This was to have been a philosophical post.

But right before she was to begin it, the DHM and the HG brought to The Equuschick two Back Massager Thingies to try out.

So now she’s sitting on one of them and has entered into a state of delirious bliss that is lovely indeed but not conducive to deep philosophical thoughts. It produces, instead, drool and drooped eye-lids.

But speaking of back pain (Shasta tells her it was all to do with the hiking on Saturday and the 70 Trail Steps of Doom, she prefers to pretend it was doing the laundry, and she is sure had nothing had to do with mounted horse-training demonstrations to her student yesterday morning, and in reality it is probably due to a combination of the above and being small but being pregnant) she did have an epiphany the other day.

So the question “On a scale of 1 to 10, how bad is your pain?” never meant much to The Equuschick until she went and got her pancreas lacerated. That was easy. It was a 10.

And so since when that was the only time in her life when she had ever had a real clear idea of Pain Measurement, any time she is asked or asks herself just how much pain she’s in she stops and thinks “Well, between 1 and 10?”

The problem is (as you’ve probably guessed)that the 10 she compares whatever is currently bothering her to is the pain of a lacerated pancreas.

In other words, a lacerated pancreas is now the standard for pain. If she’s less than the 10 of a lacerated pancreas, than clearly she’s doing great.

It occurred to her the other day that maybe this was a flawed perspective.

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John Faulkner and Beneath the Willow

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Twitterpations and Jubilations

The Equuschick is very, very, very tactile defensive about other people touching her. Even her mom. I very seldom get to feel her baby bump, which makes me sad. Nevertheless, LAST NIGHT I GOT FEEL THE BABY MOVE!!!

I had sneaked a hand onto her belly as she was sitting next to me, and asked if the baby was kicking. “NO.” she said emphatically. At which point, the baby moved beneath my hand equally emphatically, as if to say, “HI, Grandmama,” just to spite her.=)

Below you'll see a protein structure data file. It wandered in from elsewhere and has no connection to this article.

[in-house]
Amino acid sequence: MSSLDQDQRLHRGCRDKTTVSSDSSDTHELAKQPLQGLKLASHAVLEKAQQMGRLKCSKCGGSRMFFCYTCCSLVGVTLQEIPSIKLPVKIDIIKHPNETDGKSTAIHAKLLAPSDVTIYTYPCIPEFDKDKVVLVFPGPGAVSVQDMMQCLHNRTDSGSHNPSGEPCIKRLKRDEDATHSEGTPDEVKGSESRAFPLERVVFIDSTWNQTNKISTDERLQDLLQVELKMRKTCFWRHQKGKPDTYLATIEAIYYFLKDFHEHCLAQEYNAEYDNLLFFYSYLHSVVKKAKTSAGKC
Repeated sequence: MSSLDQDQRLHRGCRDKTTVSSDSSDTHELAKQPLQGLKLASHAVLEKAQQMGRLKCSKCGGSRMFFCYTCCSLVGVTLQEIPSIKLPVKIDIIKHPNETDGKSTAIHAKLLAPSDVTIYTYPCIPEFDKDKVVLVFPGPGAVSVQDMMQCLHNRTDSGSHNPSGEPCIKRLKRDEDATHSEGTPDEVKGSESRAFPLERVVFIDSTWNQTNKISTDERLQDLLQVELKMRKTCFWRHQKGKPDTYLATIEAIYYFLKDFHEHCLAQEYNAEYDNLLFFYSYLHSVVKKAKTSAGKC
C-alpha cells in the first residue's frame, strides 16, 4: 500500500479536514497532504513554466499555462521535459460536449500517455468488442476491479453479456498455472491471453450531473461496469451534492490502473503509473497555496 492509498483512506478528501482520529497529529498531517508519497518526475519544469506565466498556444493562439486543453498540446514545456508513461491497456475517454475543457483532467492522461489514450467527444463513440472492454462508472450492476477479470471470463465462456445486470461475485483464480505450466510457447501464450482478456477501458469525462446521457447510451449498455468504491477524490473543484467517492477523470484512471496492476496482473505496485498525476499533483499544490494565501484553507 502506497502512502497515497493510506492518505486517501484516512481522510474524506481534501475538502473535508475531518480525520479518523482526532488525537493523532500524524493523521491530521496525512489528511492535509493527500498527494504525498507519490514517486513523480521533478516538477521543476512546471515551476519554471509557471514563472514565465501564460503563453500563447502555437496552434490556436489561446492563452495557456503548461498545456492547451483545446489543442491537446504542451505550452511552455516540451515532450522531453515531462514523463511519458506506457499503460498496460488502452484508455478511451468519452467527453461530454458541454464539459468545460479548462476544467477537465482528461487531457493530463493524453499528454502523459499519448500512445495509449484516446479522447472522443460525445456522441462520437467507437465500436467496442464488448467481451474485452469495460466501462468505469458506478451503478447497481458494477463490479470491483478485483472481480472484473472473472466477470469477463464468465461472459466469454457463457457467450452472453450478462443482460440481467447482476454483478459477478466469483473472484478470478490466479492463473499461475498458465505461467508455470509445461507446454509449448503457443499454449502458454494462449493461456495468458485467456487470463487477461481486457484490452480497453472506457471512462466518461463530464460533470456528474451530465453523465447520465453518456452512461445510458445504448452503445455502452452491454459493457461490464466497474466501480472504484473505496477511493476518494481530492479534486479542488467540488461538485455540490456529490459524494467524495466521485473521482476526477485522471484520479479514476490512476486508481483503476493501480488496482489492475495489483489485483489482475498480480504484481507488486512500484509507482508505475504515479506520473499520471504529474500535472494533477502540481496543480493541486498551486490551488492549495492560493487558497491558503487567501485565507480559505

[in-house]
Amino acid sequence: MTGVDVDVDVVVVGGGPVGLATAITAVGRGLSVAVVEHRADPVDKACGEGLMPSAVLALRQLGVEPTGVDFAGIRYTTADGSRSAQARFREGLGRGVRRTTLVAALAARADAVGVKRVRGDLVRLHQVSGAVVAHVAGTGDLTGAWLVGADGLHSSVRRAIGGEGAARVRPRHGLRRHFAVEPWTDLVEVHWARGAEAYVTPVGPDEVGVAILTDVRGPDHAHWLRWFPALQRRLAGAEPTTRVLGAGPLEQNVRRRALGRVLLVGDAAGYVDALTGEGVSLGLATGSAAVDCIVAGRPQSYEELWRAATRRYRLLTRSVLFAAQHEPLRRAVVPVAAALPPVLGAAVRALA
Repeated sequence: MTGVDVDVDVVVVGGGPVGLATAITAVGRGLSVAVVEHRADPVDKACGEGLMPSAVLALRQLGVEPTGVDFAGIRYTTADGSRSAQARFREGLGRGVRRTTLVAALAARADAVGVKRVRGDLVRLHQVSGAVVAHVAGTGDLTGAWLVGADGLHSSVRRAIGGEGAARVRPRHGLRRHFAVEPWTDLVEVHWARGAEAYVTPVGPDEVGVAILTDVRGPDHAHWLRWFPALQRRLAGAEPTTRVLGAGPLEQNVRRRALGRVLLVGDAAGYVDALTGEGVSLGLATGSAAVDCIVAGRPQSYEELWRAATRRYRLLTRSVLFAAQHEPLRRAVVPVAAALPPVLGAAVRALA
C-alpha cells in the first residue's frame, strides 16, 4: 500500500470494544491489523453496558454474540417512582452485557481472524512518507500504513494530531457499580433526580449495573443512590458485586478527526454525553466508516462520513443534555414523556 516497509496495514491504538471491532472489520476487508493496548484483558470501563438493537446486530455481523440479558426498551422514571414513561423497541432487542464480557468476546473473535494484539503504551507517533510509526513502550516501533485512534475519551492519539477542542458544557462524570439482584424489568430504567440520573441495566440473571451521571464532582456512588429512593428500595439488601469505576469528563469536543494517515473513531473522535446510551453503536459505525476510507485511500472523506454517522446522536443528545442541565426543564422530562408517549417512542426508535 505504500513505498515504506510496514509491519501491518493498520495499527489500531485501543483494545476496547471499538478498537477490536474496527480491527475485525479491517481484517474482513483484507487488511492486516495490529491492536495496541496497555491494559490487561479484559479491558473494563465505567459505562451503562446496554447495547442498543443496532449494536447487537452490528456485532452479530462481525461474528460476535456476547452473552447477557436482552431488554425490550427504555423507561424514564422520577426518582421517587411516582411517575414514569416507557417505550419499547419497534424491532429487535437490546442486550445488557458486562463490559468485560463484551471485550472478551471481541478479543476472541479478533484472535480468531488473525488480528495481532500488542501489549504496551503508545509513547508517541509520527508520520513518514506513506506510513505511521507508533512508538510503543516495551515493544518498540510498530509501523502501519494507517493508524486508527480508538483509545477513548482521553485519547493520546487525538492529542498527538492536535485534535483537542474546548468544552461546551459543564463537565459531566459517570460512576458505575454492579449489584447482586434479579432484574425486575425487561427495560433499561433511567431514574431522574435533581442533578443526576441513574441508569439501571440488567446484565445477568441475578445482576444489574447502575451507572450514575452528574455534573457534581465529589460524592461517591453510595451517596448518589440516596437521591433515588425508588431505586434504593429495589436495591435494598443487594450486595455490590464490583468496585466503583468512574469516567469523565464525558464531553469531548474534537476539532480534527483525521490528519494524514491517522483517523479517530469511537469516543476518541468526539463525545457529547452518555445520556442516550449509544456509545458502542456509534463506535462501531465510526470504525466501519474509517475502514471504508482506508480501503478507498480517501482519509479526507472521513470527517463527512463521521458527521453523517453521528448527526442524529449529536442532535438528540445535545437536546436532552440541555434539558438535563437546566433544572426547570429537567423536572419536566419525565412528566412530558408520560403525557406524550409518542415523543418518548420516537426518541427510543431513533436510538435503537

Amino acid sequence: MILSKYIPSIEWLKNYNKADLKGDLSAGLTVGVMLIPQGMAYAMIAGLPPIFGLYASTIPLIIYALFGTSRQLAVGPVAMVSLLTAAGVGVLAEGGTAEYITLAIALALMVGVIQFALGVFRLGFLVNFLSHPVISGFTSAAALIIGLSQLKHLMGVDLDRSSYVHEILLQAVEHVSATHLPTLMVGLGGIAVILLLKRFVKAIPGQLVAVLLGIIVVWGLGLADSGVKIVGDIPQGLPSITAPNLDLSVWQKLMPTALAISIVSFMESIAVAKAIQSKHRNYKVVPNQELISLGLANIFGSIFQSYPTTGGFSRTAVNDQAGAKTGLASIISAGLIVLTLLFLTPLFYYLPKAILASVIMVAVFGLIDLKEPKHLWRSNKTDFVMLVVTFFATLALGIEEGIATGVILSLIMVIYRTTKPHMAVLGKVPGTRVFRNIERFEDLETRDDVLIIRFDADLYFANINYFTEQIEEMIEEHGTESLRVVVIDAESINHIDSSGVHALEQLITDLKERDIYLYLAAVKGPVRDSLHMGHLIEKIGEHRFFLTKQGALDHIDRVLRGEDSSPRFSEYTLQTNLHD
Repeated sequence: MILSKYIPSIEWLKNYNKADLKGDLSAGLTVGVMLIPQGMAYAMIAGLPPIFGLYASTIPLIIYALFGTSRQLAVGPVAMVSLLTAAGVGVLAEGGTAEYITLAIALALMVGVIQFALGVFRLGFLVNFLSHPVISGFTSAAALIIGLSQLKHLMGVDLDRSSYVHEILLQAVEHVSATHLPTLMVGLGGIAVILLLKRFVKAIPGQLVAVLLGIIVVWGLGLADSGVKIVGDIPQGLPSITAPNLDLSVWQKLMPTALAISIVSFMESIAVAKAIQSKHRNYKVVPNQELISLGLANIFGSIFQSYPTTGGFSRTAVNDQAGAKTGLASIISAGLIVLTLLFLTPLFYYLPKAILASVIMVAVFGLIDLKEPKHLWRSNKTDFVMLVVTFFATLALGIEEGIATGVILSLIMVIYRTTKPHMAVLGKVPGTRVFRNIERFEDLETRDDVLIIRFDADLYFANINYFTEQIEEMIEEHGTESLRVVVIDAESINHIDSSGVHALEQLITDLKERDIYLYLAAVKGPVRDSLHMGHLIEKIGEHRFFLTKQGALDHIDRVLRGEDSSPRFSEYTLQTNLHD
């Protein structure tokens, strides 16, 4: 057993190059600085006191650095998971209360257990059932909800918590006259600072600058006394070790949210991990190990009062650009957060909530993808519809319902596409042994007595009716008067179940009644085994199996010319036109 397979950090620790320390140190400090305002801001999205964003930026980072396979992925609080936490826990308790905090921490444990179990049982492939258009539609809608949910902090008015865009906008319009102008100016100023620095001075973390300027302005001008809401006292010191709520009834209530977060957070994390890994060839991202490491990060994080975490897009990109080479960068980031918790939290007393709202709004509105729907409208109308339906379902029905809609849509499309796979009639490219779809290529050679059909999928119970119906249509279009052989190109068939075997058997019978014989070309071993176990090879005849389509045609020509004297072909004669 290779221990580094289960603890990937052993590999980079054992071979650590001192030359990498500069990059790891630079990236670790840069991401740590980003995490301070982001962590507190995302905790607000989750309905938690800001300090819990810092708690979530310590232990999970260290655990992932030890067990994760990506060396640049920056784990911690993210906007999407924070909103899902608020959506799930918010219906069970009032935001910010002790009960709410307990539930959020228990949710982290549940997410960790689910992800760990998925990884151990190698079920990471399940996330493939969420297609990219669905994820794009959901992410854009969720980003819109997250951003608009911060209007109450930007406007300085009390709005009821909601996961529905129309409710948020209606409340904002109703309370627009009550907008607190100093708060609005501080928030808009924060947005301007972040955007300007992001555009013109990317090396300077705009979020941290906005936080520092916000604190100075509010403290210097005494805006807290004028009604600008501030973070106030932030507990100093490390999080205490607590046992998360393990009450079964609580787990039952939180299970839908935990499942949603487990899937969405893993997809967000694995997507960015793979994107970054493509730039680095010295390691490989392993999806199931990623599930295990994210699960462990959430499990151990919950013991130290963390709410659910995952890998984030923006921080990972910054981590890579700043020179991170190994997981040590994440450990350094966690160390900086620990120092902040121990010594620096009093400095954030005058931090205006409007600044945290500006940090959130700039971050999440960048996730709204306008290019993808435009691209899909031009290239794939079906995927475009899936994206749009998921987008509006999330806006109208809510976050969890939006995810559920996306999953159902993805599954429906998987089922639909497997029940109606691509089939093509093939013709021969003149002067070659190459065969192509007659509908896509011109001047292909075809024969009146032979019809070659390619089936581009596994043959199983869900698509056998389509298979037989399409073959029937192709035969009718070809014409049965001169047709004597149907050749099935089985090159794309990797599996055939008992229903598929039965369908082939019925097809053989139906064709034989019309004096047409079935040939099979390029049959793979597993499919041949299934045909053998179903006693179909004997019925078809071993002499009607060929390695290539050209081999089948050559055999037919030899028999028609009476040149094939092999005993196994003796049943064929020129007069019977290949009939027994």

They aren’t planning on getting an ultrasound, which means I’ll have to wait until after the baby is born to get a picture, the old fashioned way.

Since our camera, she is broke (fortunately, AFTER the wedding Jenny and Pip just went to in New Mexico), Pip is going around feeling like she’s lost a part of herself, and I’m a little anxious about getting it replaced in time for the baby and wedding before the end of the year.

I took my dad in to a Dr. appointment yesterday and went to the local Walmart while waiting. I looked at cameras, and decided I really didn’t want to spend that much money just yet. Then I went to the garden department and spent exactly the same amount on flowers and a basket to hang on our deck rail. It made me feel a wee bit ill inside, but then, when I got home and looked at all my flowers, they made me feel pretty happy inside.

Last night we celebrated the HG’s last birthday at home as Miss Common Room rather than Mrs. Strider. It wasn’t her birthday. Her birthday fell during the last couple months of school and she simply couldn’t face another distraction, so we put it off until school was out. Strider brought his camera for us so we could get a few pictures to mark the occasion.

Speaking of occasions…. I ran into an old friend at the Walmart yesterday who had heard about the engagement (it is a small town, news travels with the speed of thought) and told me, “But I’ve met Strider, and I thought there was something going on there a couple years ago, but when I asked the HG she told me empathically that No. Way. They were only friends.” I nodded. “For the last four or five years that is what they have been,” I said. “Just friends. And then, kind of suddenly, something changed.” She said she thought that was best, anyway, to be friends first, and I agreed, and we went about our separate ways. As I continued shopping I was humming happily. At some point I realized I was humming the old Steve and Annie Chapman song, “True love starts with the kiss of hearts.”